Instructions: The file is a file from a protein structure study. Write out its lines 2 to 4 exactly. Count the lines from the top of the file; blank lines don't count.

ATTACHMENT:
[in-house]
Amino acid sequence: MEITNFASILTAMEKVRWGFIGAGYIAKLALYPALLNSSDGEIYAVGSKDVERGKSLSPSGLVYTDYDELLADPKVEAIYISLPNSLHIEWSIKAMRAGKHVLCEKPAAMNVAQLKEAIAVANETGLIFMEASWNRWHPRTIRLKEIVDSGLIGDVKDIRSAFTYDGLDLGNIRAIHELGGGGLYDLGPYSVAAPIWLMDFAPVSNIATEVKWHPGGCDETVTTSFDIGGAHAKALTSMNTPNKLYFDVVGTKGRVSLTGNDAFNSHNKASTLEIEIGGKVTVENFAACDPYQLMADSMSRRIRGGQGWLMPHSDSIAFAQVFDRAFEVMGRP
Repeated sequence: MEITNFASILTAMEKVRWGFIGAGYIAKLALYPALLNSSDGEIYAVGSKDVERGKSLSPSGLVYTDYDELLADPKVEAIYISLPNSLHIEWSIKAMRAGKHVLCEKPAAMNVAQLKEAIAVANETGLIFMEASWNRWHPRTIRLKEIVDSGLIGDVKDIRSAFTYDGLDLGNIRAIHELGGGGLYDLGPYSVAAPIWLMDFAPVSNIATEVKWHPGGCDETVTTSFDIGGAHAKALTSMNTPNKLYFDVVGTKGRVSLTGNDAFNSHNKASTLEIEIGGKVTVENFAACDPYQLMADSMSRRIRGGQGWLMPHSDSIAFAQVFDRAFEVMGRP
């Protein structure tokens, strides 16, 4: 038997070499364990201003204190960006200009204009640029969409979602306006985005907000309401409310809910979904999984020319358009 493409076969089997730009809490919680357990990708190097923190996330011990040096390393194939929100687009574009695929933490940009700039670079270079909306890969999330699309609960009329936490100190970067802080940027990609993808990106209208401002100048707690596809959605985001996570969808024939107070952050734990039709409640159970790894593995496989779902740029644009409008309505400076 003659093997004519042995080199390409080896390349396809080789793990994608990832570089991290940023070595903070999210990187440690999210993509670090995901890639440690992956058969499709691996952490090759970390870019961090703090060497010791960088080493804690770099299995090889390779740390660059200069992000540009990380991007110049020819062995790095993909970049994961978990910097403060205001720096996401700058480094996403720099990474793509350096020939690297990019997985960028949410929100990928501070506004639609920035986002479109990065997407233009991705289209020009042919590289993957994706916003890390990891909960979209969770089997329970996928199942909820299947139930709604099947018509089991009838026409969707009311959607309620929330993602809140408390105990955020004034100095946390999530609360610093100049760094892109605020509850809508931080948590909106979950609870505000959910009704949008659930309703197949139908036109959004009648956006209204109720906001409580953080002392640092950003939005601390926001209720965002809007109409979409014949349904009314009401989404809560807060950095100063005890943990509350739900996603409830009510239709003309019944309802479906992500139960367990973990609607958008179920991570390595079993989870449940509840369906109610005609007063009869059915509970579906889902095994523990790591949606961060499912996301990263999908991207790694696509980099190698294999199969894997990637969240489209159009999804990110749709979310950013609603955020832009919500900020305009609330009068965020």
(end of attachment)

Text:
Amino acid sequence: MEITNFASILTAMEKVRWGFIGAGYIAKLALYPALLNSSDGEIYAVGSKDVERGKSLSPSGLVYTDYDELLADPKVEAIYISLPNSLHIEWSIKAMRAGKHVLCEKPAAMNVAQLKEAIAVANETGLIFMEASWNRWHPRTIRLKEIVDSGLIGDVKDIRSAFTYDGLDLGNIRAIHELGGGGLYDLGPYSVAAPIWLMDFAPVSNIATEVKWHPGGCDETVTTSFDIGGAHAKALTSMNTPNKLYFDVVGTKGRVSLTGNDAFNSHNKASTLEIEIGGKVTVENFAACDPYQLMADSMSRRIRGGQGWLMPHSDSIAFAQVFDRAFEVMGRP
Repeated sequence: MEITNFASILTAMEKVRWGFIGAGYIAKLALYPALLNSSDGEIYAVGSKDVERGKSLSPSGLVYTDYDELLADPKVEAIYISLPNSLHIEWSIKAMRAGKHVLCEKPAAMNVAQLKEAIAVANETGLIFMEASWNRWHPRTIRLKEIVDSGLIGDVKDIRSAFTYDGLDLGNIRAIHELGGGGLYDLGPYSVAAPIWLMDFAPVSNIATEVKWHPGGCDETVTTSFDIGGAHAKALTSMNTPNKLYFDVVGTKGRVSLTGNDAFNSHNKASTLEIEIGGKVTVENFAACDPYQLMADSMSRRIRGGQGWLMPHSDSIAFAQVFDRAFEVMGRP
């Protein structure tokens, strides 16, 4: 038997070499364990201003204190960006200009204009640029969409979602306006985005907000309401409310809910979904999984020319358009 493409076969089997730009809490919680357990990708190097923190996330011990040096390393194939929100687009574009695929933490940009700039670079270079909306890969999330699309609960009329936490100190970067802080940027990609993808990106209208401002100048707690596809959605985001996570969808024939107070952050734990039709409640159970790894593995496989779902740029644009409008309505400076 003659093997004519042995080199390409080896390349396809080789793990994608990832570089991290940023070595903070999210990187440690999210993509670090995901890639440690992956058969499709691996952490090759970390870019961090703090060497010791960088080493804690770099299995090889390779740390660059200069992000540009990380991007110049020819062995790095993909970049994961978990910097403060205001720096996401700058480094996403720099990474793509350096020939690297990019997985960028949410929100990928501070506004639609920035986002479109990065997407233009991705289209020009042919590289993957994706916003890390990891909960979209969770089997329970996928199942909820299947139930709604099947018509089991009838026409969707009311959607309620929330993602809140408390105990955020004034100095946390999530609360610093100049760094892109605020509850809508931080948590909106979950609870505000959910009704949008659930309703197949139908036109959004009648956006209204109720906001409580953080002392640092950003939005601390926001209720965002809007109409979409014949349904009314009401989404809560807060950095100063005890943990509350739900996603409830009510239709003309019944309802479906992500139960367990973990609607958008179920991570390595079993989870449940509840369906109610005609007063009869059915509970579906889902095994523990790591949606961060499912996301990263999908991207790694696509980099190698294999199969894997990637969240489209159009999804990110749709979310950013609603955020832009919500900020305009609330009068965020």